Follow the spirit—not the letter—of G4. As it stands today, G4 should be read as a guide to reporting, not a standard. As Marie Baumgarts of Tele2 says: “Dare to walk your own way.” By applying its principles and technical rigor, the guidelines are designed for a degree of flexibility. Stakeholder analysis and materiality are interdependent, but not the same thing. Dialogue informs the materiality process. Keeping your most relevant issues front and center helps your conversation stay on track. Like PEAB, spend time understanding which stakeholders impact your business most, their agenda and how you can create value for them. Connect the dots of your value chain. Understanding impacts beyond your direct sphere of influence will help you gauge how risks can be reduced and value enhanced. H&M embraced G4’s requirement to define boundaries with gusto. Other companies found that their business partners were not always able to report their performance. G4’s strength lies with its emphasis on transparency, accountability and its tools for tracking performance. G4 principles are useful beyond reporting, too, in how sustainability is managed. For Vattenfall, NIBE and Apoteket, G4 helps scope where they stand and where they need to go. Mix and match: Don’t hesitate to use other frameworks in parallel with G4 in the same report. Swedfund, Tele2 and Vattenfall aligned annual reports with the integrated reporting framework (<IR>) and G4. Materiality is one area where underl­y ing principles go in two directions, proving that we have a way to go before the GRI’s engagement to the IIRC translates to a marriage proposal. Do like PEAB, H&M, Vattenfall and Lernia and work with corporate strategists to weave together materiality and business strategy processes. This will help you better understand how sustainability connects with the business, support the integration of sustainability and give your work the necessary future-focus.

The global experience. The Swedish experience with G4 corresponds larg­ely with that of reporters globally. Though varied from region to region, an international benchmark study recently done by Environmental Resource Management pointed to the same challenges as identified by our respondents: clarity on boundary, materiality and assurance. Only two companies — Dow Chemical and UPS ­— of 23 multi-nationals in ERM’s study report on the Comprehensive level. Our trawl of the G4 landscape among Swedish multi-nationals and state-owned companies identified one of 20 reporters (Stora Enso) on the Comprehensive level ­— considerably less than estimates from the GRI database* that pointed to a 20% share at the Comprehensive level. Based on data collected by GRI, we see a decline in the number of reporters since 2013. (See graph on p. 2) A lingering question is whether reporters are turning elsewhere for guidance. It is still too early to come to a definitive analysis on the connect between the launch of G4 and declining GRI reports, so we encourage readers to watch this space.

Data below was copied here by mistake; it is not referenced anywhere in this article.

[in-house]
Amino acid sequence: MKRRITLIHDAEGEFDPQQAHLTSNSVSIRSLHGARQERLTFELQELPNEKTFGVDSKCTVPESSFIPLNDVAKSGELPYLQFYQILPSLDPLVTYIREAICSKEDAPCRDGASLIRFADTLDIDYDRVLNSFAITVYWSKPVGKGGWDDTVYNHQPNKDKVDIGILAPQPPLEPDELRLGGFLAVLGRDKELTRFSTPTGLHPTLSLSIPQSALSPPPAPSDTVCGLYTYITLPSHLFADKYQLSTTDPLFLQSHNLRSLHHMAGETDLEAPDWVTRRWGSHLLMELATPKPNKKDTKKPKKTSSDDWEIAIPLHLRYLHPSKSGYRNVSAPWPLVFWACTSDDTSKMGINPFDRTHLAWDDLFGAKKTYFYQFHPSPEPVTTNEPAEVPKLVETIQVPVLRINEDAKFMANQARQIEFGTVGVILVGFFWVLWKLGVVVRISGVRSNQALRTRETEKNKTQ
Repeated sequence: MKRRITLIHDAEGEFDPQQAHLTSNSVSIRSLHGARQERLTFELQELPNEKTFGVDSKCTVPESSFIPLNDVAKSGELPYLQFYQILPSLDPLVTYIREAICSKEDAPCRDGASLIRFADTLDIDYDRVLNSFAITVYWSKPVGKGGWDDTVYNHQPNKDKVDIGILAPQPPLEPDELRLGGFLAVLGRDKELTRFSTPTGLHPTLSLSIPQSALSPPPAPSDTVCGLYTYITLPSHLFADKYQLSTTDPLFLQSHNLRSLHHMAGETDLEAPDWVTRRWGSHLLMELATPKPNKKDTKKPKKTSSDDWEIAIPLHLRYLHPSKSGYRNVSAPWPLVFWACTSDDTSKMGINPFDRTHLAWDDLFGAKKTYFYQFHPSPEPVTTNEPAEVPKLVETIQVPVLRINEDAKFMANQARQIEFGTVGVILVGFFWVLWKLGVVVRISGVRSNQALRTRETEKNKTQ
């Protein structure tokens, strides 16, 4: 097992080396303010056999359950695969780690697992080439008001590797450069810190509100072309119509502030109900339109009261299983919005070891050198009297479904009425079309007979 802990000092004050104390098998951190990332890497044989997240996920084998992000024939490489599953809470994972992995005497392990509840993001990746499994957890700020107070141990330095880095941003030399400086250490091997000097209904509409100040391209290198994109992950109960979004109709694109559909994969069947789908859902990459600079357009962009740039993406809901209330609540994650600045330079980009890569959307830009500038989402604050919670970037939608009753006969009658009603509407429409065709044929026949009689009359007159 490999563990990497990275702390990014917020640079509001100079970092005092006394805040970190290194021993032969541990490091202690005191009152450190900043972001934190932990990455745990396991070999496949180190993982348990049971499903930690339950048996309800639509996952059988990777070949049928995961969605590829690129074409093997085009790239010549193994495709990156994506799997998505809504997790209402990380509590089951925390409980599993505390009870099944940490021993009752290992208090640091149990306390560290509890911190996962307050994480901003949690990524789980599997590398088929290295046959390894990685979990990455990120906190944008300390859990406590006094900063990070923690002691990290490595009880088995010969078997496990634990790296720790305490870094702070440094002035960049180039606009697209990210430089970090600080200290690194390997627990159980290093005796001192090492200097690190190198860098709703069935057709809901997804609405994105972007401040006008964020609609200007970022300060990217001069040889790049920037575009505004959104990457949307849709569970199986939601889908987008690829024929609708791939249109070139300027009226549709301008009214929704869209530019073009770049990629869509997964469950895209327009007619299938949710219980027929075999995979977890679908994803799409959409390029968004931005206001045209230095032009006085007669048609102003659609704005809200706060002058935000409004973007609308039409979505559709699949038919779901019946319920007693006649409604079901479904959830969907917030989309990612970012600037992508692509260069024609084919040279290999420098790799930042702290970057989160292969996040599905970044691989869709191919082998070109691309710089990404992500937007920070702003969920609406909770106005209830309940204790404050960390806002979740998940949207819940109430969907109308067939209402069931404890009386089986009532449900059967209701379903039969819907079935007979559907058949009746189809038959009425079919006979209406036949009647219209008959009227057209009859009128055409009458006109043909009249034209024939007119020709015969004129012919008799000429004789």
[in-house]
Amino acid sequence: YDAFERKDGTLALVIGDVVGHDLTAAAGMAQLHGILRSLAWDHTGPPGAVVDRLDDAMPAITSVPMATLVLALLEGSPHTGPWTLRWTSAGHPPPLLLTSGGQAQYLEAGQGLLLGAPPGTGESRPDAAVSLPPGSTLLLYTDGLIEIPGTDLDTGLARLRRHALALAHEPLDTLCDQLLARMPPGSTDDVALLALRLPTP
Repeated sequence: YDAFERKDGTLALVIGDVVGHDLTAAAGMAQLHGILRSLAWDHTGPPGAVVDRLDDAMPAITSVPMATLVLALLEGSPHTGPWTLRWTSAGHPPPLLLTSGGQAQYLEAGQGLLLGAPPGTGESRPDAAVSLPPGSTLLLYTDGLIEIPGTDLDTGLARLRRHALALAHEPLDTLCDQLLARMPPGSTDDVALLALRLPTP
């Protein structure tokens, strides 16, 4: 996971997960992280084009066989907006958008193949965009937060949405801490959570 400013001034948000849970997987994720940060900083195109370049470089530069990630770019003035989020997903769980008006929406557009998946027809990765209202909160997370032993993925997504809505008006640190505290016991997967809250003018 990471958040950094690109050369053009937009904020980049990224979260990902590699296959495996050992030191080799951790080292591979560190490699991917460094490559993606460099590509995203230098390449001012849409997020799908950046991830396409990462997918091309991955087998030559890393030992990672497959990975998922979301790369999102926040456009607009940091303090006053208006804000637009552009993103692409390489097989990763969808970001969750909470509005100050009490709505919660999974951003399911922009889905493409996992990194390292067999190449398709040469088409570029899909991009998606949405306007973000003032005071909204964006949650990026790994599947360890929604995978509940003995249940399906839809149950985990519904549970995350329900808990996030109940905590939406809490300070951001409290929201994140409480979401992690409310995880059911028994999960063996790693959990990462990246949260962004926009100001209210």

Together with DNV GL, Purple Ivy explored the challenges and benefits of working with GRI’s G4 Guidelines. We did this by taking the pulse of nine early-mover G4 reporters. Early mover reporters are: 1. Applying the guidelines as a recommendation. 2. Achieving sharper reports, but not necessarily shorter ones. 3. Using materiality as a ticket to the strategy room. 4. Not using GRI’s aspects to define the issues of greatest relevance. 5. Defining their own KPIs when G4’s indicators don’t tell the full story.

We set in motion a journey among our customers, mapping out where they are today, and identifying a new direction to evolve their sustainable business performance. In short, we open the door to possibility. www.purple-ivy.se

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Profile for DNV GL Business Assurance Sweden

Gearing up for G4  

How Swedish companies have applied GRI’s new guidelines. Sustainability reporting is undergoing a much-needed make-over with the help of t...

Gearing up for G4  

How Swedish companies have applied GRI’s new guidelines. Sustainability reporting is undergoing a much-needed make-over with the help of t...